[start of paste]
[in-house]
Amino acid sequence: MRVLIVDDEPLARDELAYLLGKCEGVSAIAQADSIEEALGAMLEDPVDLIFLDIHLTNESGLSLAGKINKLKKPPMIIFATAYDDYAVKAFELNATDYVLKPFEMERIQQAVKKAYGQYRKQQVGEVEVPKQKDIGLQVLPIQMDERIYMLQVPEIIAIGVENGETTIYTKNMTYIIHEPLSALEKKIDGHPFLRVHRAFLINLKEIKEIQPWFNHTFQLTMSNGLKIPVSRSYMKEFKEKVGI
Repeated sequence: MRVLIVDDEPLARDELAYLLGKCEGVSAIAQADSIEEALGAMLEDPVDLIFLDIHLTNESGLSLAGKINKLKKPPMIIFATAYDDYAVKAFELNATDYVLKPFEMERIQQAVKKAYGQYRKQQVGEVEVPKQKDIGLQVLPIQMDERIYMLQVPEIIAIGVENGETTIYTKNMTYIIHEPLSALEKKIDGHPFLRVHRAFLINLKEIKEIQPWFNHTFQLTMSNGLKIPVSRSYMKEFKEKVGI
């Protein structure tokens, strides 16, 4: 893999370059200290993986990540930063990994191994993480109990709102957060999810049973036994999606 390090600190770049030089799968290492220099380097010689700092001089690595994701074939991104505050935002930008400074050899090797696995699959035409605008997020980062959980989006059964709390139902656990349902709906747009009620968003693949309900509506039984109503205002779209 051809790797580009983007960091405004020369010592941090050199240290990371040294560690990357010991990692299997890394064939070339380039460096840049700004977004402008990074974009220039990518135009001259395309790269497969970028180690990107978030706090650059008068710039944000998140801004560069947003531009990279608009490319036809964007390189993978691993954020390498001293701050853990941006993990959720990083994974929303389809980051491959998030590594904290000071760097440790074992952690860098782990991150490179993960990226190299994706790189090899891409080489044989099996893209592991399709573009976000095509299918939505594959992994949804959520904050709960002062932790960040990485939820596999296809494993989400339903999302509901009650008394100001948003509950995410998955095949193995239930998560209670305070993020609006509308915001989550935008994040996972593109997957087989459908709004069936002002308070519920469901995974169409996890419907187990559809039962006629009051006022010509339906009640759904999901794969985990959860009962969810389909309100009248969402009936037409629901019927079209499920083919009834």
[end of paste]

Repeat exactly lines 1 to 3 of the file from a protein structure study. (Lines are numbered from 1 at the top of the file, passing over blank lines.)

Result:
[in-house]
Amino acid sequence: MRVLIVDDEPLARDELAYLLGKCEGVSAIAQADSIEEALGAMLEDPVDLIFLDIHLTNESGLSLAGKINKLKKPPMIIFATAYDDYAVKAFELNATDYVLKPFEMERIQQAVKKAYGQYRKQQVGEVEVPKQKDIGLQVLPIQMDERIYMLQVPEIIAIGVENGETTIYTKNMTYIIHEPLSALEKKIDGHPFLRVHRAFLINLKEIKEIQPWFNHTFQLTMSNGLKIPVSRSYMKEFKEKVGI
Repeated sequence: MRVLIVDDEPLARDELAYLLGKCEGVSAIAQADSIEEALGAMLEDPVDLIFLDIHLTNESGLSLAGKINKLKKPPMIIFATAYDDYAVKAFELNATDYVLKPFEMERIQQAVKKAYGQYRKQQVGEVEVPKQKDIGLQVLPIQMDERIYMLQVPEIIAIGVENGETTIYTKNMTYIIHEPLSALEKKIDGHPFLRVHRAFLINLKEIKEIQPWFNHTFQLTMSNGLKIPVSRSYMKEFKEKVGI